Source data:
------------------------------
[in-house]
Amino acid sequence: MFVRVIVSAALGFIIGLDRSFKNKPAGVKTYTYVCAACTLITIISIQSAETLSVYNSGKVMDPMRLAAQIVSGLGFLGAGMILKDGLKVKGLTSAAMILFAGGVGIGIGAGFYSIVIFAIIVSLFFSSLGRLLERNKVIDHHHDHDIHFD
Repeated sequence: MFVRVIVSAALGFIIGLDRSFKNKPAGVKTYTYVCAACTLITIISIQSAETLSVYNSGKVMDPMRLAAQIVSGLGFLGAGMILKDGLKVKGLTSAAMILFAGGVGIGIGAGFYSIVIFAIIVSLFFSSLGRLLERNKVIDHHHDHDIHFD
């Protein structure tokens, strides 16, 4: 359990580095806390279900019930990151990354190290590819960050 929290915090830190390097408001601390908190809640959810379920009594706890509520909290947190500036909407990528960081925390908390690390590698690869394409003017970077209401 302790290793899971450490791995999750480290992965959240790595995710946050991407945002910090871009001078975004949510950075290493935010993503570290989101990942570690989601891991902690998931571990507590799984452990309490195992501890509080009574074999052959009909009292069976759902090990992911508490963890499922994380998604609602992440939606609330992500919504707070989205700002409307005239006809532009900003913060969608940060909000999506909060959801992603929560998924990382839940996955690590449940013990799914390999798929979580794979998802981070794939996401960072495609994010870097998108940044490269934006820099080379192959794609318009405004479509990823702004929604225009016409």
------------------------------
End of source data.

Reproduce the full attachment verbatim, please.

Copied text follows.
[in-house]
Amino acid sequence: MFVRVIVSAALGFIIGLDRSFKNKPAGVKTYTYVCAACTLITIISIQSAETLSVYNSGKVMDPMRLAAQIVSGLGFLGAGMILKDGLKVKGLTSAAMILFAGGVGIGIGAGFYSIVIFAIIVSLFFSSLGRLLERNKVIDHHHDHDIHFD
Repeated sequence: MFVRVIVSAALGFIIGLDRSFKNKPAGVKTYTYVCAACTLITIISIQSAETLSVYNSGKVMDPMRLAAQIVSGLGFLGAGMILKDGLKVKGLTSAAMILFAGGVGIGIGAGFYSIVIFAIIVSLFFSSLGRLLERNKVIDHHHDHDIHFD
């Protein structure tokens, strides 16, 4: 359990580095806390279900019930990151990354190290590819960050 929290915090830190390097408001601390908190809640959810379920009594706890509520909290947190500036909407990528960081925390908390690390590698690869394409003017970077209401 302790290793899971450490791995999750480290992965959240790595995710946050991407945002910090871009001078975004949510950075290493935010993503570290989101990942570690989601891991902690998931571990507590799984452990309490195992501890509080009574074999052959009909009292069976759902090990992911508490963890499922994380998604609602992440939606609330992500919504707070989205700002409307005239006809532009900003913060969608940060909000999506909060959801992603929560998924990382839940996955690590449940013990799914390999798929979580794979998802981070794939996401960072495609994010870097998108940044490269934006820099080379192959794609318009405004479509990823702004929604225009016409």